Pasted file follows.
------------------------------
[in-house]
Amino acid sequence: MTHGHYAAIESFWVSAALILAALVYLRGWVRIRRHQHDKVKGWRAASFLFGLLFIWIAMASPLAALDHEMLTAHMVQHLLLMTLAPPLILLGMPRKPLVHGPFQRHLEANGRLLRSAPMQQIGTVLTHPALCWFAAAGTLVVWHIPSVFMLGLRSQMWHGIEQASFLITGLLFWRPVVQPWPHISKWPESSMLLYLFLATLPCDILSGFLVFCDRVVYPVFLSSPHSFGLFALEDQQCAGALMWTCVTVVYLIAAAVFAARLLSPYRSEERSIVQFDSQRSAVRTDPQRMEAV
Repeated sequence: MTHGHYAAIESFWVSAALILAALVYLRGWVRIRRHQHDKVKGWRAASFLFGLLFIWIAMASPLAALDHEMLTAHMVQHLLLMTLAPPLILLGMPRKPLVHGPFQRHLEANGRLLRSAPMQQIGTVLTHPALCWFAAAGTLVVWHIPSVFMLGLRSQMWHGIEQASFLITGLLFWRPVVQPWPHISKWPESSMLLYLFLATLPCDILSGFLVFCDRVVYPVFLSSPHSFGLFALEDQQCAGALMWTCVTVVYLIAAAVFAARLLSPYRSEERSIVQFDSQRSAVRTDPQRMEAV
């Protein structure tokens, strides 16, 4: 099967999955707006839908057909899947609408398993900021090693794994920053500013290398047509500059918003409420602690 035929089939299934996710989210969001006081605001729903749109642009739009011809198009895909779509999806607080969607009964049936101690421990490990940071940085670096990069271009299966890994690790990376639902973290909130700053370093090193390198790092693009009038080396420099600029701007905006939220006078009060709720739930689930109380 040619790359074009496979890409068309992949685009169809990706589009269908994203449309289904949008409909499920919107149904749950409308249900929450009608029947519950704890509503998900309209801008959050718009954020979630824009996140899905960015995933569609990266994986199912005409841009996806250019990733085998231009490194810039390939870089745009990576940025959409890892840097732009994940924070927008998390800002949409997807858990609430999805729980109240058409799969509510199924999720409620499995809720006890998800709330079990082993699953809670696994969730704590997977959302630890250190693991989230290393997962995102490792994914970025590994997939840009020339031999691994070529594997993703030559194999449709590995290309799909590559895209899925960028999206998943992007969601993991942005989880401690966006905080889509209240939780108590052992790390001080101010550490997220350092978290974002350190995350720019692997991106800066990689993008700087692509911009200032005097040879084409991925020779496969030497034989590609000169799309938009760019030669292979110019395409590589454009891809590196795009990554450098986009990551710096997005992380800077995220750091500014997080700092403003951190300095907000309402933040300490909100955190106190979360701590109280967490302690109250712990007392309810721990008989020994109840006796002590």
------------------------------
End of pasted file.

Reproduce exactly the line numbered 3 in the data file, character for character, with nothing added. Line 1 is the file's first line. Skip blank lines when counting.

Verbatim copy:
Repeated sequence: MTHGHYAAIESFWVSAALILAALVYLRGWVRIRRHQHDKVKGWRAASFLFGLLFIWIAMASPLAALDHEMLTAHMVQHLLLMTLAPPLILLGMPRKPLVHGPFQRHLEANGRLLRSAPMQQIGTVLTHPALCWFAAAGTLVVWHIPSVFMLGLRSQMWHGIEQASFLITGLLFWRPVVQPWPHISKWPESSMLLYLFLATLPCDILSGFLVFCDRVVYPVFLSSPHSFGLFALEDQQCAGALMWTCVTVVYLIAAAVFAARLLSPYRSEERSIVQFDSQRSAVRTDPQRMEAV